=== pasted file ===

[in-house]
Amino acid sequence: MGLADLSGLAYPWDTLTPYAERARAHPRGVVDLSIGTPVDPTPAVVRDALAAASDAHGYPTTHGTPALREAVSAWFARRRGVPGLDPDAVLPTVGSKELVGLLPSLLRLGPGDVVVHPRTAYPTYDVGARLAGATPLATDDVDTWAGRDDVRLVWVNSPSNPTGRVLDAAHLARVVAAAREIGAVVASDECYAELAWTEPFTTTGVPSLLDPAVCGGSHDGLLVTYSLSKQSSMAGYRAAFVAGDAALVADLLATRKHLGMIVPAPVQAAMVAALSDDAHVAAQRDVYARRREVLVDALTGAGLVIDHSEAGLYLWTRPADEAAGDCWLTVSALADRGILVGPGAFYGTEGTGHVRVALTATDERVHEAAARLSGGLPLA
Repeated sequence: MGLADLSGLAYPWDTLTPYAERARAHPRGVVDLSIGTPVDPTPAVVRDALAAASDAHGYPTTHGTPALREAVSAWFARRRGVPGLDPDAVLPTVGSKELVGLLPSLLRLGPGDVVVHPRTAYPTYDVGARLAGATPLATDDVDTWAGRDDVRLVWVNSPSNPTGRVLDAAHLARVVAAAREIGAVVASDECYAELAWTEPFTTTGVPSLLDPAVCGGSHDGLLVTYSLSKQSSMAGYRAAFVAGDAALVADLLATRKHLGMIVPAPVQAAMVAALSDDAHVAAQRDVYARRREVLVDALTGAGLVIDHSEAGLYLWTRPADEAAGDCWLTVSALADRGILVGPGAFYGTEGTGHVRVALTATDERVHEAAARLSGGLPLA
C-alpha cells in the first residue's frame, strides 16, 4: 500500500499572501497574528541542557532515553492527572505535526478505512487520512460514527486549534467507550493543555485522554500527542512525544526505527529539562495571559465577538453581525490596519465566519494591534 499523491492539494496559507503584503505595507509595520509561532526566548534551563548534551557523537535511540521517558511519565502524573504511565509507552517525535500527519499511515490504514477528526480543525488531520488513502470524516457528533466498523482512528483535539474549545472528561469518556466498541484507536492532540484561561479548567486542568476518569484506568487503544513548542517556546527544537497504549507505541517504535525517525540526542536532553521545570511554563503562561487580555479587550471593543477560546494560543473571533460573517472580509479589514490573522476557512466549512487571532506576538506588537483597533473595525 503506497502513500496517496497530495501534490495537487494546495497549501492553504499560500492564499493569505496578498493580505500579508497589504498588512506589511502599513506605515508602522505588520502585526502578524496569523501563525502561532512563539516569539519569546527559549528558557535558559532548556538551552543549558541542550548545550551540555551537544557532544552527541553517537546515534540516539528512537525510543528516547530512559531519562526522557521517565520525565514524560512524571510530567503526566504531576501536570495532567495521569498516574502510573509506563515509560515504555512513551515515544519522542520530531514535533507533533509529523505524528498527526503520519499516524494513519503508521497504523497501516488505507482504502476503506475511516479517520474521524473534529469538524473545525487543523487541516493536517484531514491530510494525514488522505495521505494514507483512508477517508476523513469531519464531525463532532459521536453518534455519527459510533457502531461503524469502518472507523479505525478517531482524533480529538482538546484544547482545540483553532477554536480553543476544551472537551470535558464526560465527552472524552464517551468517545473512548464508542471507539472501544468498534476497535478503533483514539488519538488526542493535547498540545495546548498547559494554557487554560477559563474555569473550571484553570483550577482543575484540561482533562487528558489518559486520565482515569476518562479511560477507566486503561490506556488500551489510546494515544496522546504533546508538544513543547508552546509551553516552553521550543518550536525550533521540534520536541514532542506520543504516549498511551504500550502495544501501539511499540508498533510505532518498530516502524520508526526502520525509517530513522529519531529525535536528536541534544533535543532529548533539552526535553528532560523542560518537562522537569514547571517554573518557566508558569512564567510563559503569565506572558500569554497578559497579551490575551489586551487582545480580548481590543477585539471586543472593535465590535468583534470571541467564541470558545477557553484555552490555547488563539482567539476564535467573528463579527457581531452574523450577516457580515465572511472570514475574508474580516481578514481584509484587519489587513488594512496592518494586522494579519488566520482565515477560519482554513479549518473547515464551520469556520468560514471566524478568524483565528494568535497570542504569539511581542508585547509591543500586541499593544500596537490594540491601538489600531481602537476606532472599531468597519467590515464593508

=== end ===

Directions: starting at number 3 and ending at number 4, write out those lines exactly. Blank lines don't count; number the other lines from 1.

Repeated sequence: MGLADLSGLAYPWDTLTPYAERARAHPRGVVDLSIGTPVDPTPAVVRDALAAASDAHGYPTTHGTPALREAVSAWFARRRGVPGLDPDAVLPTVGSKELVGLLPSLLRLGPGDVVVHPRTAYPTYDVGARLAGATPLATDDVDTWAGRDDVRLVWVNSPSNPTGRVLDAAHLARVVAAAREIGAVVASDECYAELAWTEPFTTTGVPSLLDPAVCGGSHDGLLVTYSLSKQSSMAGYRAAFVAGDAALVADLLATRKHLGMIVPAPVQAAMVAALSDDAHVAAQRDVYARRREVLVDALTGAGLVIDHSEAGLYLWTRPADEAAGDCWLTVSALADRGILVGPGAFYGTEGTGHVRVALTATDERVHEAAARLSGGLPLA
C-alpha cells in the first residue's frame, strides 16, 4: 500500500499572501497574528541542557532515553492527572505535526478505512487520512460514527486549534467507550493543555485522554500527542512525544526505527529539562495571559465577538453581525490596519465566519494591534 499523491492539494496559507503584503505595507509595520509561532526566548534551563548534551557523537535511540521517558511519565502524573504511565509507552517525535500527519499511515490504514477528526480543525488531520488513502470524516457528533466498523482512528483535539474549545472528561469518556466498541484507536492532540484561561479548567486542568476518569484506568487503544513548542517556546527544537497504549507505541517504535525517525540526542536532553521545570511554563503562561487580555479587550471593543477560546494560543473571533460573517472580509479589514490573522476557512466549512487571532506576538506588537483597533473595525 503506497502513500496517496497530495501534490495537487494546495497549501492553504499560500492564499493569505496578498493580505500579508497589504498588512506589511502599513506605515508602522505588520502585526502578524496569523501563525502561532512563539516569539519569546527559549528558557535558559532548556538551552543549558541542550548545550551540555551537544557532544552527541553517537546515534540516539528512537525510543528516547530512559531519562526522557521517565520525565514524560512524571510530567503526566504531576501536570495532567495521569498516574502510573509506563515509560515504555512513551515515544519522542520530531514535533507533533509529523505524528498527526503520519499516524494513519503508521497504523497501516488505507482504502476503506475511516479517520474521524473534529469538524473545525487543523487541516493536517484531514491530510494525514488522505495521505494514507483512508477517508476523513469531519464531525463532532459521536453518534455519527459510533457502531461503524469502518472507523479505525478517531482524533480529538482538546484544547482545540483553532477554536480553543476544551472537551470535558464526560465527552472524552464517551468517545473512548464508542471507539472501544468498534476497535478503533483514539488519538488526542493535547498540545495546548498547559494554557487554560477559563474555569473550571484553570483550577482543575484540561482533562487528558489518559486520565482515569476518562479511560477507566486503561490506556488500551489510546494515544496522546504533546508538544513543547508552546509551553516552553521550543518550536525550533521540534520536541514532542506520543504516549498511551504500550502495544501501539511499540508498533510505532518498530516502524520508526526502520525509517530513522529519531529525535536528536541534544533535543532529548533539552526535553528532560523542560518537562522537569514547571517554573518557566508558569512564567510563559503569565506572558500569554497578559497579551490575551489586551487582545480580548481590543477585539471586543472593535465590535468583534470571541467564541470558545477557553484555552490555547488563539482567539476564535467573528463579527457581531452574523450577516457580515465572511472570514475574508474580516481578514481584509484587519489587513488594512496592518494586522494579519488566520482565515477560519482554513479549518473547515464551520469556520468560514471566524478568524483565528494568535497570542504569539511581542508585547509591543500586541499593544500596537490594540491601538489600531481602537476606532472599531468597519467590515464593508